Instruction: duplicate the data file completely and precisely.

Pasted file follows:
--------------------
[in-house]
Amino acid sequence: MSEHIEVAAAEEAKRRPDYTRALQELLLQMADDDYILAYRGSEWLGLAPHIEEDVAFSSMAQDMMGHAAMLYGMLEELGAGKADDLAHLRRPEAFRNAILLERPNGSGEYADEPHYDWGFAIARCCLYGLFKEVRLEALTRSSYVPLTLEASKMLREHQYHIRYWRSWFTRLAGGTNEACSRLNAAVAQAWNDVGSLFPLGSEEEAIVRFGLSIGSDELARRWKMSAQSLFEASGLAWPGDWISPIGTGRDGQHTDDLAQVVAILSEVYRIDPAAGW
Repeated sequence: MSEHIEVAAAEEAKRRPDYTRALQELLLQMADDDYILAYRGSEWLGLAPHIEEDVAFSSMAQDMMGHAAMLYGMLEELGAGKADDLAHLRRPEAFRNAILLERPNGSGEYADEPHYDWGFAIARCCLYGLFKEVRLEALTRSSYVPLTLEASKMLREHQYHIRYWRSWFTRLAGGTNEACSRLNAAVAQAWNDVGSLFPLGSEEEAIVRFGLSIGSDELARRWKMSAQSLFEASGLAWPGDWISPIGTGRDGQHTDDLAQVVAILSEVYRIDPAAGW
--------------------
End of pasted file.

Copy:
[in-house]
Amino acid sequence: MSEHIEVAAAEEAKRRPDYTRALQELLLQMADDDYILAYRGSEWLGLAPHIEEDVAFSSMAQDMMGHAAMLYGMLEELGAGKADDLAHLRRPEAFRNAILLERPNGSGEYADEPHYDWGFAIARCCLYGLFKEVRLEALTRSSYVPLTLEASKMLREHQYHIRYWRSWFTRLAGGTNEACSRLNAAVAQAWNDVGSLFPLGSEEEAIVRFGLSIGSDELARRWKMSAQSLFEASGLAWPGDWISPIGTGRDGQHTDDLAQVVAILSEVYRIDPAAGW
Repeated sequence: MSEHIEVAAAEEAKRRPDYTRALQELLLQMADDDYILAYRGSEWLGLAPHIEEDVAFSSMAQDMMGHAAMLYGMLEELGAGKADDLAHLRRPEAFRNAILLERPNGSGEYADEPHYDWGFAIARCCLYGLFKEVRLEALTRSSYVPLTLEASKMLREHQYHIRYWRSWFTRLAGGTNEACSRLNAAVAQAWNDVGSLFPLGSEEEAIVRFGLSIGSDELARRWKMSAQSLFEASGLAWPGDWISPIGTGRDGQHTDDLAQVVAILSEVYRIDPAAGW